Hippophae Rhamnoides L. (Sea Buckthorn): a Potential Source of Nutraceuticals Scientific & Academic Publishing: The article detailed information

Food and Public Health

p-ISSN: 2162-9412    e-ISSN: 2162-8440

2012;  2(3): 69-72

doi: 10.5923/j.fph.20120203.02

Hippophae Rhamnoides L. (Sea Buckthorn): a Potential Source of Nutraceuticals

Efterpi Christaki

Laboratory of Nutrition, Faculty of Veterinary Medicine, Aristotle University of Thessaloniki, Thessaloniki, 54124, Greece

Correspondence to: Efterpi Christaki , Laboratory of Nutrition, Faculty of Veterinary Medicine, Aristotle University of Thessaloniki, Thessaloniki, 54124, Greece.
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Copyright © 2012 Scientific & Academic Publishing. All Rights Reserved.

Abstract

Hippophae rhamnoides, also known as sea buckthorn is an ancient plant with modern virtues, due to its nutritional and medicinal value. Sea buckthorn is a spiny bush with long and narrow leaves, and orange-yellow berries. It is cold resistant, and native to Europe and Asia. All parts of Hippophae e.g. berries, leaves, and seed or pulp oils contain many bioactive compounds. They are a rich source of natural antioxidants such as ascorbic acid, tocopherols, carotenoids, flavonoids, while they contain proteins, vitamins (especially vitamin C), minerals, lipids (mainly unsaturated fatty acids), sugars, organic acids and phytosterols. Animal and human studies suggest that sea buckthorn may have various beneficial effects: cardioprotective, anti-atherogenic, antioxidant, anti-cancer, immunomodulatory, anti-bacterial, antiviral, wound healing and anti-inflammatory. Hippophae could also be used in human and animal nutrition. Therefore, it would be worthwhile to perform more scientific research on this medicinal plant and to promote its large-scale utilization.

Keywords: Hippophae Rhamnoides, Sea Buckthorn, Nutraceutical, Antioxidant, Wound Healing

1. Introduction

Nowadays there has been a growing interest by consumers, researchers, and the food industry about the ways in which some foods can help maintain human and animal health beyond their traditional nutritive value. The market for functional foods is increasing annually at a rate of 15% to 20%[1].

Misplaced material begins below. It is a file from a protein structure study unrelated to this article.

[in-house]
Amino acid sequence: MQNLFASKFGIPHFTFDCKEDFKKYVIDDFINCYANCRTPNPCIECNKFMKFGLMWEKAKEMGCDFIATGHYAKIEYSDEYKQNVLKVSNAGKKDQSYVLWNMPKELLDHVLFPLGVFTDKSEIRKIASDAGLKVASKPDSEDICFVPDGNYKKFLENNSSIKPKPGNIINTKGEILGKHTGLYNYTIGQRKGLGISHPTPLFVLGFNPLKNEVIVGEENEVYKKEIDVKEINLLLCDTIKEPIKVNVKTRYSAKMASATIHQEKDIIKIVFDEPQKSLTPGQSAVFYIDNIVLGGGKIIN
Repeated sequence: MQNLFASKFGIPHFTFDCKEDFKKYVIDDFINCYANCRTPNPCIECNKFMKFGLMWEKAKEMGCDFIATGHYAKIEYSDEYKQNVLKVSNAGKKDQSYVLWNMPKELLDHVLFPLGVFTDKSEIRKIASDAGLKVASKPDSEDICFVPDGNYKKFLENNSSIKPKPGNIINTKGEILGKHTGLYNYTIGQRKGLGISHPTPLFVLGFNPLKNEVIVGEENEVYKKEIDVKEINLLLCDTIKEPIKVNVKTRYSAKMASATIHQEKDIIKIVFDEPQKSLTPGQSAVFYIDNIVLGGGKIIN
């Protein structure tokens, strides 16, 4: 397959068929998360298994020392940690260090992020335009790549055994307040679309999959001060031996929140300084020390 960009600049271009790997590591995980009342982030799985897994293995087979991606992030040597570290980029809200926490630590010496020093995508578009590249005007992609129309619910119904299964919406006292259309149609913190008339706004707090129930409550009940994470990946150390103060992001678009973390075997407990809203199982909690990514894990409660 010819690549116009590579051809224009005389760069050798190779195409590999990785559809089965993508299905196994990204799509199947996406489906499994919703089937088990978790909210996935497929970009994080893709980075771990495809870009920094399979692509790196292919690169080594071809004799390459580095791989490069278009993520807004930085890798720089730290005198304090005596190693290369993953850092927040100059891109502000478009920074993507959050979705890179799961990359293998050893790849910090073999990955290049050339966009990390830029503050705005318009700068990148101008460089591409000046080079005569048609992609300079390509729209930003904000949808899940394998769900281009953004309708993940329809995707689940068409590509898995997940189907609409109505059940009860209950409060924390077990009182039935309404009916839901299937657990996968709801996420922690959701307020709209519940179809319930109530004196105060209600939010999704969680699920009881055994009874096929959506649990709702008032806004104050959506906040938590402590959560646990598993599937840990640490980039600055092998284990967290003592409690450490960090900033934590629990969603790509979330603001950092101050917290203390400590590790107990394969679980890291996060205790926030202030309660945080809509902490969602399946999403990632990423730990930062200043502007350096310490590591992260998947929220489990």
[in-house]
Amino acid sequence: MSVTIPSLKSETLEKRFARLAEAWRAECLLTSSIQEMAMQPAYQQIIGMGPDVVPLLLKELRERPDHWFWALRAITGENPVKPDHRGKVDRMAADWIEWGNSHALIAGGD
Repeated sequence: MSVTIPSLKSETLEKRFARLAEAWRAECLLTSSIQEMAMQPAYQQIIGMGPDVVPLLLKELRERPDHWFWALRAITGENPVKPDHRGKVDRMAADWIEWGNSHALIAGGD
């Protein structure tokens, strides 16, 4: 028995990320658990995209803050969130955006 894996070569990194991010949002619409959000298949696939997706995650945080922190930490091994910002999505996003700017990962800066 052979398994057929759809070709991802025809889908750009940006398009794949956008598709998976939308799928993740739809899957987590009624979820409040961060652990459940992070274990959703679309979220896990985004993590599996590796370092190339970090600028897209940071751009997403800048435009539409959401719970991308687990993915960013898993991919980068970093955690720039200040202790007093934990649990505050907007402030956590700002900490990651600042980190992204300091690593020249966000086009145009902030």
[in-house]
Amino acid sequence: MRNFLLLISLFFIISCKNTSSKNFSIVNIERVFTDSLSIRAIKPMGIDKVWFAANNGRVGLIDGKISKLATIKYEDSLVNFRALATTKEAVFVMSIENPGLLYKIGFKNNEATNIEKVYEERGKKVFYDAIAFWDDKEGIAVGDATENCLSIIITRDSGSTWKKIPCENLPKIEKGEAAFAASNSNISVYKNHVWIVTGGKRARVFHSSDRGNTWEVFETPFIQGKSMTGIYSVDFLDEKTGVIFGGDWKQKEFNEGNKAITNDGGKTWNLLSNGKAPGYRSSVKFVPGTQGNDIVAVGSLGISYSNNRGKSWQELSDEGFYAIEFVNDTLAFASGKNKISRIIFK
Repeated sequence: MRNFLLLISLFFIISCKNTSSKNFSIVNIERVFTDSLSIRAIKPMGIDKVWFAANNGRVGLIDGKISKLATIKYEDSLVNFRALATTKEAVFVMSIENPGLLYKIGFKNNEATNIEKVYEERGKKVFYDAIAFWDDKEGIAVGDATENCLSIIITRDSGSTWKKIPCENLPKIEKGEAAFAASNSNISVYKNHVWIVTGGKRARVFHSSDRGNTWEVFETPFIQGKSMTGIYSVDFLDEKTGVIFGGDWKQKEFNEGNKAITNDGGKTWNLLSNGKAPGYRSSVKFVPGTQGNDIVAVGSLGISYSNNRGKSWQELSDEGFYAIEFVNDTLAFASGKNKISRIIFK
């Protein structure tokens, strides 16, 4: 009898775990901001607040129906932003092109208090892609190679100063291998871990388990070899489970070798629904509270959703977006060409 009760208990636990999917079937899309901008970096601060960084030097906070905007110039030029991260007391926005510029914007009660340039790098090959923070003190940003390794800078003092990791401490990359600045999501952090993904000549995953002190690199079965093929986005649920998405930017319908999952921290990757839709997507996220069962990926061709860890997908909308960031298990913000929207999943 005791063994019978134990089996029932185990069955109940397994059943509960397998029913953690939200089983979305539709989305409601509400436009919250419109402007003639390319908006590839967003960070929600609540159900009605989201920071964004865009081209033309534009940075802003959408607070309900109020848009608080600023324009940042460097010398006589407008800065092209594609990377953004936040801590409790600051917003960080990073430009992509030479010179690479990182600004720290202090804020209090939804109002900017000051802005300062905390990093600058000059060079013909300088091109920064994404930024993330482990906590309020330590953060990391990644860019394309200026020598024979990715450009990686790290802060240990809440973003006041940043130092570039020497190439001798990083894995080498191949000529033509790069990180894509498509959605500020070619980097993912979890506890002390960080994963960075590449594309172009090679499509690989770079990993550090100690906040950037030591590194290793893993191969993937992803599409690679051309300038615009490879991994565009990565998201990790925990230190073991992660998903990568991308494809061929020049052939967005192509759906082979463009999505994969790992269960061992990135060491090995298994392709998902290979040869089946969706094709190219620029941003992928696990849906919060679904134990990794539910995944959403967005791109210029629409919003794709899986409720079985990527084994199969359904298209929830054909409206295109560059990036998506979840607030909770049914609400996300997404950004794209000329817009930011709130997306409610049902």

Among these foods, sea buckthorn or Hippophae rhamnoides, an ancient crop with modern virtues, is included. The term Hippophae has been derived from the Greek words: “hippo” which means horse and “phaos” which means shine. In ancient Greece it has been used as animal feed, especially for horses, because it made their coat shining[2]. Sea buckthorn-Hippophae genus, Elaeagnaceae family is a spiny bush with long and narrow leaves and orange-yellow berries, which are spherical in shape and have diameter between 3-8mm[3]. It is cold resistant, typically grows in dry sand areas, is native to Europe and Asia, while it has also been introduced in North and South America[3, 4, 5]. For centuries Hippophae has been utilized not only for purposes of feeding, but also as traditional medicine to prevent or treat various ailments[2], such as inflammation, gastric ulcers and dermatological disorders[6,7].
Sea buckthorn fruit berries consist of pulp (68%), seed (23%) and peel (7.75%)[8]. The berries, leaves and bark contain many bioactive compounds[3,9]. Due to the nutritional and functional properties of Hippophae, it has gained popularity all over the world.

2. Nutritional and Bioactive Compounds in Sea Buckthorn Berries, Leaves and Oils

All parts of sea buckthorn could be a good source of a large number of bioactive compounds.

2.1. Sea Buckthorn Berries

The berries are nutritious, although they are very acidic[3]. They are rich sources of proteins and various essential amino acids. They also contain mineral elements like Ca, P, Fe and especially K which is the most abundant among all the other elements[3]. In addition, Hippophae fruits include high levels of vitamins, like C (695 mg/100g, which is comparatively more that lemons and oranges), tocopherols (1-10 mg/100g) and carotenoids (3-15 mg/100g) especially β-carotene, lycopene, zeaxanthine[6, 7]. Berries also contain certain other vitamins such as folic acid, B1, B2 and K[10]. Moreover, they have large amounts of sugars - mainly glucose and fructose that vary widely in berry juice from 0.6 to 24.2 g/100ml. Also, organic acids are present in Hippophae fruits, such as malic and quinic acids[3], as well as oxalic citric and tartaric acids[11]. The peel of the stem and the berries contains 5-hydroxytryptamine, which is rare among plants[11].
The chemical composition of sea buckthorn berries vary considerably due to their origin, the climate, the fruit size and maturity, and the method of processing[12]. Regarding the unique aroma of Hippophae berries, it is not comparable to any other common fruit, owing to their volatile compounds i.e. ethyl dodecenoate, ethyl octanoate, decanol, ethyl decanoate, and ethyl dodecanoate[11,13].
In addition, Hippophae berries contain high amounts of natural antioxidants resulting in on of the highest antioxidant activities, among the medicinal plants[3]. Their major antioxidant is ascorbic acid[14], whereas they also contain tocopherols, carotenoids, flavonoids[4,15]. The flavonoid found in the largest quantity is isorhamnetin, followed by isorham-netin-3-O-13-D-glucoside, rutin, ustzagalin, quercetin,myricetin and kaempferol[15]. Table 1 presents the antioxidant composition of sea buckthorn berry juice[16]. This juice is nourishing and has the advantage to remain liquid even in sub-zero temperatures, because it has a freezing point of -22°C[3].
Moreover, the sea buckthorn fruits are rich in unsaturated fatty acids (oleic acid, linoleic acid, linolenic acid) with an average of 86.3%[2]. Berries also contain phytosterols like β-sitosterol, ergosterol and amyrins[3].
Table 1. Antioxidant Composition of Sea Buckthorn Juice
Itemsmg/l
Vitamin E13.5
α-, β-, γ- tocopherols12.4
α-, β-, γ-tocotrienols1.1
Vitamin C1540.0
Carotenoids7.3
Flavonoids1182.0

2.2. Sea Buckthorn Leaves